Happy Birthday Marling
ALTHOUGH SHE grew up in Ontario, and camped as a teenager in Algonquin Park, Marling came to love the Canadian west. Her favourite spot was the beach, dykes and mud flats ringing Tsawwassen, B.C., her home for the last two decades of her life. Even in her 70s, she led family crabbing expeditions across the mud flats. She followed the ebb tide on foot, hoping to grab a straggler or two with her barbecue tongs as they scuttled for deeper water. The outdoors put her in touch with her family heritage and her faith. Although she loved music, theatre and visual art, she found the most solace in nature.
Born last in a family of four children, she grew up as Muriel, a name she never liked. Her father was Ernest Finlayson, an engineer and Director of Forestry in the federal government. But when Muriel was 12, her father abruptly disappeared; his body was never found. The memory of their father’s mysterious disappearance (overwork? amnesia? suicide?) haunted the family for decades.
After graduating from U. of T. in 1945, Muriel began an 11-year career in physical education (at the YWCA in Montreal) and chemistry (at the Experimental Farm in Ottawa). She also travelled, skied in the winters, and played tennis in the summers.
In 1956 she married Govan Kilgour and moved to small-town Alberta to start a new life as a United Church minister’s wife. Despite birthing four children in five years (including a set of twins), she also led youth and women’s groups at their churches in Alberta and then B.C.
Muriel and Govan planned retirement at the home they built on Tsawwassen Beach, but his stroke at the age of 64 changed things abruptly. Suffering from post-stroke depression, Govan confessed his gay sexuality to Muriel. Their marriage sheltered this secret for several years, but eventually broke down. And in the meantime Muriel was diagnosed with breast cancer, and underwent her own transformation.
She decided to discard the given name she detested, taking her middle name instead. (It didn’t even bother her that most people had trouble pronouncing the Scottish surname; she’d just say, “It’s Marling, like darling.”) She deepened the spiritual side of her life, joining a women’s prayer group in Vancouver and her local church choir. She also left her beloved beach home and moved to a more practical condominium.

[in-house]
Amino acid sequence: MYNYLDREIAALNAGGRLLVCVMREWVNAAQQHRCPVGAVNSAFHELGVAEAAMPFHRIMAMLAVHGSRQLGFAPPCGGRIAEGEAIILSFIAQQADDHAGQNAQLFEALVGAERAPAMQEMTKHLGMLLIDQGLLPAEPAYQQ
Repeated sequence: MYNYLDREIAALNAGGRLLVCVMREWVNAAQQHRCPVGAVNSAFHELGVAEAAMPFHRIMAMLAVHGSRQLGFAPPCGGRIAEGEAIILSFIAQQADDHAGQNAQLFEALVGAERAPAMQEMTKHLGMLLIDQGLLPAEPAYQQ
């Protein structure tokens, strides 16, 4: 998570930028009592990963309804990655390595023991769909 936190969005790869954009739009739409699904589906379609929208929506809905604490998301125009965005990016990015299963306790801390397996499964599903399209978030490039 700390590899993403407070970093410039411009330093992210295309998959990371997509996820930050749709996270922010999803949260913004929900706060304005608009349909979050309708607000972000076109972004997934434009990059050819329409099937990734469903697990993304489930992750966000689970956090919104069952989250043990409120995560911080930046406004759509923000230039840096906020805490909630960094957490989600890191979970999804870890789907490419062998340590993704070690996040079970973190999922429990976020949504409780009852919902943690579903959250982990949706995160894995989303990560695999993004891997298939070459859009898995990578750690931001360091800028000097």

Seven years after surgery, the cancer spread to her bones. However, she lived a vibrant ten more years before her doctors ran out of medication to thwart its slow advance. Strongly independent, she lived on her own, cooking and cleaning for herself, right through its final spread to her liver. Only when a street fall put her in hospital with a concussion did she accept hospital palliative care.
Her last seven weeks were a gift. Her humorous, optimistic side returned, even as her body failed. She greeted all hospital visitors with a smile, telling her doctor one morning, “I feel great! I could move a mountain!” She raised her fists as if in triumph – but the contrast between her sunny attitude and her thin, needle-bruised arms couldn’t have been starker.
On her last day, Marling was nearly unconscious, but still not on painkillers, and slightly responsive to touch and voice. A nurse washed her in the morning, calling her “darling Marling” in a soft voice. Family and friends spent a peaceful day with her. She died that night, in the quiet evening. On her bedside table was a small index card with a passage from Isaiah, in her writing, her meditation: “Do not be afraid, for I am with you; I have called your name, you are mine.”